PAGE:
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Endogenous monetary policy with unobserved potential output

Author

Listed:
  • Alex Cukierman

    (Tel-Aviv University)

  • Francesco Lippi

    (Banca d'Italia)

Abstract

This paper characterizes endogenous monetary policy when policymakers are uncertain about the extent to which movements in output and inflation are due to changes in potential output or to cyclical demand and cost shocks. We refer to this informational limitation as the �information problem� (IP). Main results of the paper are: 1. Policy is likely to be excessively loose (restrictive) for some time when there is a large decrease (increase) in potential output in comparison with a full information benchmark. 2. Errors in forecasting potential output and the output gap are generally serially correlated. These findings provide a partial explanation for the inflation of the seventies and the price stability of the nineties. 3. A quantitative assessment, based on an empirical model of the US economy developed by Rudebusch and Svensson (1999), indicates that during and following periods of large changes in potential output the IP significantly affects the dynamics of inflation and output. 4. The increase in the Fed�s conservativeness between the seventies and the nineties, and a more realistic appreciation of the uncertainties surrounding potential output in the second period, imply that the IP problem had a stronger impact in the seventies than in the nineties.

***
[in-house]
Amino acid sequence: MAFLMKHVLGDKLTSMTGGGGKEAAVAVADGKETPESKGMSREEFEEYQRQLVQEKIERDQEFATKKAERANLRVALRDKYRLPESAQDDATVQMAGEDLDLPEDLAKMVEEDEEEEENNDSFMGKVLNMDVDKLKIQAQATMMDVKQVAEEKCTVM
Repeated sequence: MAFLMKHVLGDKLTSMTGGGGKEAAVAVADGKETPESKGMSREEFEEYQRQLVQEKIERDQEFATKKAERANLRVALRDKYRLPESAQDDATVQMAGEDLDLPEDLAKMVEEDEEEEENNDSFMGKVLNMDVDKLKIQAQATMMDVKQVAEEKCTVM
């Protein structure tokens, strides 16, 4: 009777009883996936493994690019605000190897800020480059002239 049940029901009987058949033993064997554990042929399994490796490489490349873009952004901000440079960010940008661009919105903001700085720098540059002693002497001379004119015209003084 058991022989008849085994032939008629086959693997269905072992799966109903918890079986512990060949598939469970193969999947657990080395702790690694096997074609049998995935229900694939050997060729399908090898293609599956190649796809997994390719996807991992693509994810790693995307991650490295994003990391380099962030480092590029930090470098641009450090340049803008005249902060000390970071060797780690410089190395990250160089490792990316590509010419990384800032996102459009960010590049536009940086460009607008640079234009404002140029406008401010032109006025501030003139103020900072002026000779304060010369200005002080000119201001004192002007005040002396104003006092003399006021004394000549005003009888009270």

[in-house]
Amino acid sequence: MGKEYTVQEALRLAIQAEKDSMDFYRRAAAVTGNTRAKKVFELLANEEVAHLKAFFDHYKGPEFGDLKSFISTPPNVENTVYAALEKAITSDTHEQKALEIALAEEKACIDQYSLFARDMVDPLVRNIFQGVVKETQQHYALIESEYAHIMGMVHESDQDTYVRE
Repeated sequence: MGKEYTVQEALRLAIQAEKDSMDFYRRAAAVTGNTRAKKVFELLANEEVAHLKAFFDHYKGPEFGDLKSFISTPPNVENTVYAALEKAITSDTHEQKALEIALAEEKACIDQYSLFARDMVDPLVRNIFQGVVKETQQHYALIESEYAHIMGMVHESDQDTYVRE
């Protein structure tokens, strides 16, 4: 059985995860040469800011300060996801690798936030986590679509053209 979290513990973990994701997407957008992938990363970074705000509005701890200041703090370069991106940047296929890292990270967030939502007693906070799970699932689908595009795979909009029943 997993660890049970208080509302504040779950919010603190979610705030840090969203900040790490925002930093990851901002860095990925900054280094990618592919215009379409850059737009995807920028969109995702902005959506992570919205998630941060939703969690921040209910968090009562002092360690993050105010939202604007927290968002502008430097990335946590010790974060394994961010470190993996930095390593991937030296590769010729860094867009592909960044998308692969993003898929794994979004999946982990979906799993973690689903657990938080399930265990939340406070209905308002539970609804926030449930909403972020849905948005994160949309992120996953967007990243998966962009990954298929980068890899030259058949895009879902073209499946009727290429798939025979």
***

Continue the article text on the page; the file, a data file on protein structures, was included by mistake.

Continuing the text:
Suggested Citation

  • Alex Cukierman & Francesco Lippi, 2004. "Endogenous monetary policy with unobserved potential output," Temi di discussione (Economic working papers) 493, Bank of Italy, Economic Research and International Relations Area.
  • Handle: RePEc:bdi:wptemi:td_493_04
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    References listed on IDEAS

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    More about this item

    Keywords

    monetary policy; potential output; filtering; inflation; output gap;
    All these keywords.

    JEL classification:

    • E5 - Macroeconomics and Monetary Economics - - Monetary Policy, Central Banking, and the Supply of Money and Credit

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